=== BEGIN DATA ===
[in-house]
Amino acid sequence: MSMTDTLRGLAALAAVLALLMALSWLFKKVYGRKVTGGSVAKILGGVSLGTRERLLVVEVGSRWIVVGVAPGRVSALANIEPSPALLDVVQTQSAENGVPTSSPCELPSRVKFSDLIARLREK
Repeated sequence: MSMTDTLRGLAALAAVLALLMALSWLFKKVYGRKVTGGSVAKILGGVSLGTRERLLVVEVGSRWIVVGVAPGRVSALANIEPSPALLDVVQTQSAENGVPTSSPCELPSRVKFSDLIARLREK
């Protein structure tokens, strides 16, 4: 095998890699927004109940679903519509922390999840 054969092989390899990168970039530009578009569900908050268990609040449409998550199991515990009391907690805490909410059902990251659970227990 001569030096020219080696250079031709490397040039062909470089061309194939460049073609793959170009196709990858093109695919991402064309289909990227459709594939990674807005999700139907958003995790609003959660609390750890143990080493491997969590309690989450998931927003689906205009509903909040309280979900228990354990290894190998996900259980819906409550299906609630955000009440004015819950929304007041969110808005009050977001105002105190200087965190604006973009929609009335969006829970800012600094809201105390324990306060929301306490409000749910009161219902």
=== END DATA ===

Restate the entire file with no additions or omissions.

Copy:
[in-house]
Amino acid sequence: MSMTDTLRGLAALAAVLALLMALSWLFKKVYGRKVTGGSVAKILGGVSLGTRERLLVVEVGSRWIVVGVAPGRVSALANIEPSPALLDVVQTQSAENGVPTSSPCELPSRVKFSDLIARLREK
Repeated sequence: MSMTDTLRGLAALAAVLALLMALSWLFKKVYGRKVTGGSVAKILGGVSLGTRERLLVVEVGSRWIVVGVAPGRVSALANIEPSPALLDVVQTQSAENGVPTSSPCELPSRVKFSDLIARLREK
């Protein structure tokens, strides 16, 4: 095998890699927004109940679903519509922390999840 054969092989390899990168970039530009578009569900908050268990609040449409998550199991515990009391907690805490909410059902990251659970227990 001569030096020219080696250079031709490397040039062909470089061309194939460049073609793959170009196709990858093109695919991402064309289909990227459709594939990674807005999700139907958003995790609003959660609390750890143990080493491997969590309690989450998931927003689906205009509903909040309280979900228990354990290894190998996900259980819906409550299906609630955000009440004015819950929304007041969110808005009050977001105002105190200087965190604006973009929609009335969006829970800012600094809201105390324990306060929301306490409000749910009161219902």